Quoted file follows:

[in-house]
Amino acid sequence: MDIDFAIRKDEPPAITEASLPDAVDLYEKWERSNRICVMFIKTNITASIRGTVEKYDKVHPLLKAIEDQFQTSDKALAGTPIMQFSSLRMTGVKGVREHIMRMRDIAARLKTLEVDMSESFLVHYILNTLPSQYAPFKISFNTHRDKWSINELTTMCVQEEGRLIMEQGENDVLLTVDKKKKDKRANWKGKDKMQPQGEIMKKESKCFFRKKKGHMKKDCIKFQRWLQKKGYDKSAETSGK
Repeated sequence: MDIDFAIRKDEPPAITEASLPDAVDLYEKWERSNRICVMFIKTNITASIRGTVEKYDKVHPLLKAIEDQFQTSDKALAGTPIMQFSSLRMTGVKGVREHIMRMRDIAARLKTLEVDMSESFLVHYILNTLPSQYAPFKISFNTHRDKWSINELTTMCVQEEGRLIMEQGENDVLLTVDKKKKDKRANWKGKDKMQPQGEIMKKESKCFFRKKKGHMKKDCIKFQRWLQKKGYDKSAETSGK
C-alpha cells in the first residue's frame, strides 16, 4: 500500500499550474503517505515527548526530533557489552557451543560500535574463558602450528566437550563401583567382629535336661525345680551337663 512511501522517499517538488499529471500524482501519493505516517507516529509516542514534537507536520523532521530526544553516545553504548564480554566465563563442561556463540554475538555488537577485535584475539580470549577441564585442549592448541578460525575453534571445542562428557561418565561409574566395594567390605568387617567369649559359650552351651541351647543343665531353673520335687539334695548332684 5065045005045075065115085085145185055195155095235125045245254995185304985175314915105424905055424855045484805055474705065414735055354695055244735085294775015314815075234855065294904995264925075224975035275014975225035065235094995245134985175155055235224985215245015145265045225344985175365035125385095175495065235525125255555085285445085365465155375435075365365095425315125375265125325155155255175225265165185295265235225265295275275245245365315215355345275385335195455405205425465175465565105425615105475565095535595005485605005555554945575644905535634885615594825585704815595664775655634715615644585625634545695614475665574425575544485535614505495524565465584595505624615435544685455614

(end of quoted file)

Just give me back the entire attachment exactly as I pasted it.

[in-house]
Amino acid sequence: MDIDFAIRKDEPPAITEASLPDAVDLYEKWERSNRICVMFIKTNITASIRGTVEKYDKVHPLLKAIEDQFQTSDKALAGTPIMQFSSLRMTGVKGVREHIMRMRDIAARLKTLEVDMSESFLVHYILNTLPSQYAPFKISFNTHRDKWSINELTTMCVQEEGRLIMEQGENDVLLTVDKKKKDKRANWKGKDKMQPQGEIMKKESKCFFRKKKGHMKKDCIKFQRWLQKKGYDKSAETSGK
Repeated sequence: MDIDFAIRKDEPPAITEASLPDAVDLYEKWERSNRICVMFIKTNITASIRGTVEKYDKVHPLLKAIEDQFQTSDKALAGTPIMQFSSLRMTGVKGVREHIMRMRDIAARLKTLEVDMSESFLVHYILNTLPSQYAPFKISFNTHRDKWSINELTTMCVQEEGRLIMEQGENDVLLTVDKKKKDKRANWKGKDKMQPQGEIMKKESKCFFRKKKGHMKKDCIKFQRWLQKKGYDKSAETSGK
C-alpha cells in the first residue's frame, strides 16, 4: 500500500499550474503517505515527548526530533557489552557451543560500535574463558602450528566437550563401583567382629535336661525345680551337663 512511501522517499517538488499529471500524482501519493505516517507516529509516542514534537507536520523532521530526544553516545553504548564480554566465563563442561556463540554475538555488537577485535584475539580470549577441564585442549592448541578460525575453534571445542562428557561418565561409574566395594567390605568387617567369649559359650552351651541351647543343665531353673520335687539334695548332684 5065045005045075065115085085145185055195155095235125045245254995185304985175314915105424905055424855045484805055474705065414735055354695055244735085294775015314815075234855065294904995264925075224975035275014975225035065235094995245134985175155055235224985215245015145265045225344985175365035125385095175495065235525125255555085285445085365465155375435075365365095425315125375265125325155155255175225265165185295265235225265295275275245245365315215355345275385335195455405205425465175465565105425615105475565095535595005485605005555554945575644905535634885615594825585704815595664775655634715615644585625634545695614475665574425575544485535614505495524565465584595505624615435544685455614